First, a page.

The company that took control of the Marina City Club 11 months ago has received county permission to market the luxury apartments as condominiums rather than long-term subleases in an effort to boost sales.
The Board of Supervisors agreed Tuesday to change its lease with J. H. Snyder Co., operator of the club's three high-rise towers in Marina del Rey, to allow the company to sell the apartments as 80-year "condominium leaseholds."
The switch has little practical effect on buyers' rights but is a significant legal switch that should improve buyers' and mortgage lenders' perceptions of the project, county officials and Snyder executives said.
The county, which owns the land on which the towers are built, receives a 7.5% rebate on the sales.
"We have said that, in fact, a prepaid sublease has the same effect as a condo on leased ground," said Jerome H. Snyder, president of the operating company. "But a lot of people didn't believe us. . . . We probably would have had double or triple the sales if we could have just said they were condos on leased ground."
About 100 of the 600 apartments have been sold as subleases and 70 more are in escrow, Snyder said. Lenders usually have charged a mortgage interest rate one-half percentage point higher than they would have for a condominium, he said.
The switch in designation has prompted little comment at a series of public meetings, and no one testified against the proposal Tuesday.
But John Rizzo, president of the Marina Tenants Assn., whose members include some city club residents who opposed conversion of the apartments to leaseholds, said in an interview that the change misleads the public.
"I think it's very deceptive because these are not condos in the true sense of the word," Rizzo said.
Snyder acknowledged that, unlike most condominium projects, buyers will own no part of the Marina City Club's common grounds. The Snyder Co. will continue to control and maintain those grounds.
However, Snyder and Deputy County Counsel Robert Rodolf said that with the new legal description, buyers will own the airspace in their condos, which is the case with most condominium projects. Under the old long-term sublease program, buyers had only a right of occupancy and no ownership rights, they said.
Rights in Office
As a condominium, each Marina City Club unit also carries a 1/600th ownership right to the airspace in an office provided free to a newly formed owners association, they said.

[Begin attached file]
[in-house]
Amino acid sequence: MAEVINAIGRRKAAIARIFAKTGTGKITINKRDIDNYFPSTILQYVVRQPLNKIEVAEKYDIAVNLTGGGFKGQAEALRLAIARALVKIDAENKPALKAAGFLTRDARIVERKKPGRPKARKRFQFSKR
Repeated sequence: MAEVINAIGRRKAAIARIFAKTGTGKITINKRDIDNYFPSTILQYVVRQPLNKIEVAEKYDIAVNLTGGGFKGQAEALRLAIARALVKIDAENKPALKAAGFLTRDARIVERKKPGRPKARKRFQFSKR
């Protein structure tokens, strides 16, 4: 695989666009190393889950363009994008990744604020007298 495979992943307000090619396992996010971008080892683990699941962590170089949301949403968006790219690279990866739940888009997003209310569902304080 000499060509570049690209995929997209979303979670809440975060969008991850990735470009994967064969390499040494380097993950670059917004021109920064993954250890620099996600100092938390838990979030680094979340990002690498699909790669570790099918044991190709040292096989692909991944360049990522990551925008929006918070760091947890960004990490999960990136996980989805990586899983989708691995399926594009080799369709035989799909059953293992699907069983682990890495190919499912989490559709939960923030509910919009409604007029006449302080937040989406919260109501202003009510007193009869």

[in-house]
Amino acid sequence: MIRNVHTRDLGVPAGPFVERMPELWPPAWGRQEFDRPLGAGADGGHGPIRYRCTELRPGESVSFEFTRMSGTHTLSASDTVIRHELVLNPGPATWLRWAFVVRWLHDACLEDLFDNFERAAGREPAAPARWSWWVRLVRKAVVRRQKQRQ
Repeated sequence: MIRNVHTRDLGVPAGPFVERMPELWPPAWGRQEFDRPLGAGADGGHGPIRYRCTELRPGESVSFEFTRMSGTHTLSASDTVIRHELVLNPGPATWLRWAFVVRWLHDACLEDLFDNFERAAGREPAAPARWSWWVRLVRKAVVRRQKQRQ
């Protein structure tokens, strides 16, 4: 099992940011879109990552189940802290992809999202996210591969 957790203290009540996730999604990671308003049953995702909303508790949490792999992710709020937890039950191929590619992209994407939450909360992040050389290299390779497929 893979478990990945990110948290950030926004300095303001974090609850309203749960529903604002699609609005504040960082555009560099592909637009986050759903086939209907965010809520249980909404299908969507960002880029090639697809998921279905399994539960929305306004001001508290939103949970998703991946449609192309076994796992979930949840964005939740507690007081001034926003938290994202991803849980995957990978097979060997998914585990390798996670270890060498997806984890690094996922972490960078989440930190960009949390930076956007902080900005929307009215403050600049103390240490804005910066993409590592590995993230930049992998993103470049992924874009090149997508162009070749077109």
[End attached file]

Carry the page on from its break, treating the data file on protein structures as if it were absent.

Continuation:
"It's a legal distinction," Rodolf said, adding that those who have already bought subleases will be encouraged to convert to the condominium leasehold.
"I think the big difference will be that the comfort level of the buyers will be greater," Rodolf said. Condominiums are "what people are used to dealing in. . . . If you tell them they're buying a condominium, they think they're buying something of value. If you tell them they're buying a long-term prepaid lease, that's sort of a new real estate concept."
It is so new that Snyder's assertions that buyers can write off interest in sublease mortgage payments on their income-tax returns has been challenged by disgruntled tenants, who must either buy their dwellings or face displacement as the apartments are sold.
Snyder said the condominium designation removes any question about the deductibility of mortgage interest. However, Rodolf said the new legal description does not clarify that issue, although the Internal Revenue Service "may have more comfort with this type of agreement."
A formal IRS ruling is expected early next year, Snyder said.
The city club condominiums range in price from $85,000 for a single to $725,000 for a four-room penthouse.
In an angry dispute that led to an unsuccessful court challenge, Marina City Club residents fought the conversion to long-term leases last fall and winter. They claimed that the change would limit public access to the county-owned marina and covert it to "a playground for the rich."
A key issue was a requirement that buyers prepay an average of $63,000 for the long-term leases. Many owners said they could not afford it. And, Snyder said, many have moved out. Others still live in the towers on short-term leases, he said.
About 400 of the 600 units are occupied, about the same occupancy rate as last fall, when some of the units were used as a hotel. About 100 apartments are now being renovated, Snyder said.